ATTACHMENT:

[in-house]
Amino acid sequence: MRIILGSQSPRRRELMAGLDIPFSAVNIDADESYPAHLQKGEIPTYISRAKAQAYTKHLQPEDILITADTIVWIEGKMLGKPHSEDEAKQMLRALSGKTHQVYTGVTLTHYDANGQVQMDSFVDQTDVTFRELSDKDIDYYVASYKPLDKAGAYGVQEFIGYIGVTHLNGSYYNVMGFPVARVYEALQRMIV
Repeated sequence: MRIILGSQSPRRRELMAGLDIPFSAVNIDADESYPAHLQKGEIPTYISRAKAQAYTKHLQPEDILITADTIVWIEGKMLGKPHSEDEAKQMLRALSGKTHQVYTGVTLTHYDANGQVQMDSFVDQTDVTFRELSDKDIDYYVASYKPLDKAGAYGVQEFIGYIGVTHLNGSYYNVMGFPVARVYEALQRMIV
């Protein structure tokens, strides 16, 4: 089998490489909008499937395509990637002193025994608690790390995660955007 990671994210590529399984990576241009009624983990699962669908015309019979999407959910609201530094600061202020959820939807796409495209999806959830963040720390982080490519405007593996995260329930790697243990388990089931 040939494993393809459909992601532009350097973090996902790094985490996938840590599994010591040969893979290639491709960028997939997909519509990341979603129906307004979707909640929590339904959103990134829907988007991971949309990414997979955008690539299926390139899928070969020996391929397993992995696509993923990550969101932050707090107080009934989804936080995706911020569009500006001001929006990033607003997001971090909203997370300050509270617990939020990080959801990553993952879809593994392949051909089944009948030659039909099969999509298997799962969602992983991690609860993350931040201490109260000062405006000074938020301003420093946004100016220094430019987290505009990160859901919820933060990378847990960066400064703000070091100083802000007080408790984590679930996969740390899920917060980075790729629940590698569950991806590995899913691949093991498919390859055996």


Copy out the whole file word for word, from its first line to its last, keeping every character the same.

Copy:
[in-house]
Amino acid sequence: MRIILGSQSPRRRELMAGLDIPFSAVNIDADESYPAHLQKGEIPTYISRAKAQAYTKHLQPEDILITADTIVWIEGKMLGKPHSEDEAKQMLRALSGKTHQVYTGVTLTHYDANGQVQMDSFVDQTDVTFRELSDKDIDYYVASYKPLDKAGAYGVQEFIGYIGVTHLNGSYYNVMGFPVARVYEALQRMIV
Repeated sequence: MRIILGSQSPRRRELMAGLDIPFSAVNIDADESYPAHLQKGEIPTYISRAKAQAYTKHLQPEDILITADTIVWIEGKMLGKPHSEDEAKQMLRALSGKTHQVYTGVTLTHYDANGQVQMDSFVDQTDVTFRELSDKDIDYYVASYKPLDKAGAYGVQEFIGYIGVTHLNGSYYNVMGFPVARVYEALQRMIV
């Protein structure tokens, strides 16, 4: 089998490489909008499937395509990637002193025994608690790390995660955007 990671994210590529399984990576241009009624983990699962669908015309019979999407959910609201530094600061202020959820939807796409495209999806959830963040720390982080490519405007593996995260329930790697243990388990089931 040939494993393809459909992601532009350097973090996902790094985490996938840590599994010591040969893979290639491709960028997939997909519509990341979603129906307004979707909640929590339904959103990134829907988007991971949309990414997979955008690539299926390139899928070969020996391929397993992995696509993923990550969101932050707090107080009934989804936080995706911020569009500006001001929006990033607003997001971090909203997370300050509270617990939020990080959801990553993952879809593994392949051909089944009948030659039909099969999509298997799962969602992983991690609860993350931040201490109260000062405006000074938020301003420093946004100016220094430019987290505009990160859901919820933060990378847990960066400064703000070091100083802000007080408790984590679930996969740390899920917060980075790729629940590698569950991806590995899913691949093991498919390859055996």